Mermaid: Good god, you sound just like a little princess? Should we roll out a red carpet for you too?
Eliza: [Pouting like a little kid] If you’re a mermaid, why can’t I be a princess?
Mermaid: Fine, you can be a princess, but that don’t mean I’m giving you any bubbles.
Eliza: Alright. I’ll just pretend there are bubbles. [Eliza pretends to play with bubbles and then reaches out to touch the seahorses and fishies] You know you really shouldn’t drink...or smoke. It’s bad for the baby.
Mermaid: [Takes another swig] Yeah, well the dead never hurt nobody now did they?
Eliza: I guess not. Can I have a sip?
Mermaid: Now we’re talking!
[Mermaid hands Eliza the bottle. She takes a sip and starts coughing. Mermaid stands by and laughs]
Mermaid: See, now that’s the good stuff. Put some hair on that chest of yours.
Eliza: I don’t want hair on my chest.
Mermaid: You’re gonna need it. Having a baby isn’t a walk in the park you know.
Eliza: You did it, like, four times.
Mermaid: And each time I cracked open a fresh bottle of whiskey…
”And when I'm dead and in my grave
No costly tombstone will I have
Just lay me down in my native peat
With a jug of punch at my head and feet”
Eliza: Mom turned out fine.
Mermaid: Of course she did. A little Irish punch never hurt nobody.
Eliza: Will my baby turn out ok?
Mermaid: I reckon so. She’s half Paul right?
Mermaid: Yes, that tall drink of water you call your husband. If only I were a few years younger...mmm--mmm. Does he like mermaids?
Eliza: I don’t know. We’ve never talked about it.
Mermaid: Do me a favor and ask him.
Eliza: Ask him?
Mermaid: Do I have to explain everything? Yes, ask him if he likes mermaids or maybe one of those naughty little nurse uniforms. I bet Larry has a nurse uniform I could rent.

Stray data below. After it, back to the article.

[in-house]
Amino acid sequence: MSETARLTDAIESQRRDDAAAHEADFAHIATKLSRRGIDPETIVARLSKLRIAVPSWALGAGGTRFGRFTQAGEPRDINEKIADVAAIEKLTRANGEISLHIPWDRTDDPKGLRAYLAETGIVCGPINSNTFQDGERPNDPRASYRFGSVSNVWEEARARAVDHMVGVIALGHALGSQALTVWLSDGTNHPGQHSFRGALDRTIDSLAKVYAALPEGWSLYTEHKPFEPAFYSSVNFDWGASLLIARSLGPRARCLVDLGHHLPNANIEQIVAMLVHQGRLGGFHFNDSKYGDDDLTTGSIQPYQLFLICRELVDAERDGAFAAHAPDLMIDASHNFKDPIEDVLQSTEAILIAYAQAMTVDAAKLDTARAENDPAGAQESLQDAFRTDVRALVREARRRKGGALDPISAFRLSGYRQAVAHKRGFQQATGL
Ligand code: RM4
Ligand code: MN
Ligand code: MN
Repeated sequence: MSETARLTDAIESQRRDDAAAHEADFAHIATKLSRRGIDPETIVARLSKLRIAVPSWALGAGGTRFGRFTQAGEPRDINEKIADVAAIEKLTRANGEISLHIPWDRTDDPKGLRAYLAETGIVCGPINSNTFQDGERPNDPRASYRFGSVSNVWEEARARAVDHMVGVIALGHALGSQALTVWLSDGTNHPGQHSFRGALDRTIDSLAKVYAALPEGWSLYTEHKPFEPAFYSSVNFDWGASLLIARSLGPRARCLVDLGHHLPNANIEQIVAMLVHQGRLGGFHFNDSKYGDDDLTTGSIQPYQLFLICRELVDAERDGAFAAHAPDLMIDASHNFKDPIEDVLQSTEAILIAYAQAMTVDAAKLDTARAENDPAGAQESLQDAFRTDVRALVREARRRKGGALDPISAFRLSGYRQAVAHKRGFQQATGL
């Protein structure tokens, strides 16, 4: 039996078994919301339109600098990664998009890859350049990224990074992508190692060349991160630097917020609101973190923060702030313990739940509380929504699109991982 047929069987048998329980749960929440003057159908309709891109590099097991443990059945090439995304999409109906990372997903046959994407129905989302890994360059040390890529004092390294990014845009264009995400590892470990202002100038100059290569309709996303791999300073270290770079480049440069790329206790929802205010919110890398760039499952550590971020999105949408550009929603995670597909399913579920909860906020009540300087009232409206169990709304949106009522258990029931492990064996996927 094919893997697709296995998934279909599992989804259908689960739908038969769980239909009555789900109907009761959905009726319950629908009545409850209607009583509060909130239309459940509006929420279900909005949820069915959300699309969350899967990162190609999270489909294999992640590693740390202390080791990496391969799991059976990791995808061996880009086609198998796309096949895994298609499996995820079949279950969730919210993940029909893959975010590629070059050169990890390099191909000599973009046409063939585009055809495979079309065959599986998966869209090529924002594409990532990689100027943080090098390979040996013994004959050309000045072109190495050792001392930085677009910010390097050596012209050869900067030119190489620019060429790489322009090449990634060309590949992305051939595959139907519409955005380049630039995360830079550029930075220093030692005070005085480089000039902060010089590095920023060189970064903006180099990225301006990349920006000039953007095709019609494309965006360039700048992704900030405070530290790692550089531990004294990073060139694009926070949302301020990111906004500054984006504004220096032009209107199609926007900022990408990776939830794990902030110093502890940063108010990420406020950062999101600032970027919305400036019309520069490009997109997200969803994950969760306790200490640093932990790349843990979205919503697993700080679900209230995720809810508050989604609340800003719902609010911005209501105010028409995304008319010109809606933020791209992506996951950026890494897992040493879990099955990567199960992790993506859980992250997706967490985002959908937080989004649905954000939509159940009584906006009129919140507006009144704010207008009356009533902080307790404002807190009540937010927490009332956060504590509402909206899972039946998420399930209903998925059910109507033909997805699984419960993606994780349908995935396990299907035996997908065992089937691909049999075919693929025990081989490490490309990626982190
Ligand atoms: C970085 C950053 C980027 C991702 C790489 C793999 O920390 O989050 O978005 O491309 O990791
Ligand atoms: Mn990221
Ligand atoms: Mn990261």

Eliza: Oh, he would definitely prefer the nurse. They’re less slippery. Don’t princesses get to pick though?
Mermaid: Not if they want the prince to take them seriously.
Eliza: Maybe I should ask him. I’ve never thought to ask him.
Mermaid: Well it’s about time sweetheart. If the man prefers the nurse, by golly give him the nurse. This ain’t all about you.
Eliza: Can I have another sip?
[Mermaid hands Eliza the bottle and she takes a swig. She coughs less this time around.]
Mermaid: Are we done here? I got to run. Dottie is having a party.
Eliza: Aunt Dottie?
Mermaid: Yes, and I need to bring the cheesy puffs.
Eliza: Tell her I say ‘hi’. I miss her pistachio-marshmallow salad.
Mermaid: Here, give me back my whiskey.
[Eliza hands the bottle back to Mermaid. Mermaid turns to leave]
Eliza: Does this mean I should name the baby Shirley?
Mermaid: [Mermaid pauses and turns around] Good god no! I always hated that name. [Mermaid turns back around] Too-da-loo.
[Mermaid blows Eliza a kiss and slips out the side door. The black lights dim, the seahorses and fish disappear and the normal lights come up. Eliza wakes up in the kiddy pool. She is no longer wearing the swimming cap. She looks around and starts humming the tune to the Celtic song “Jug of Punch”]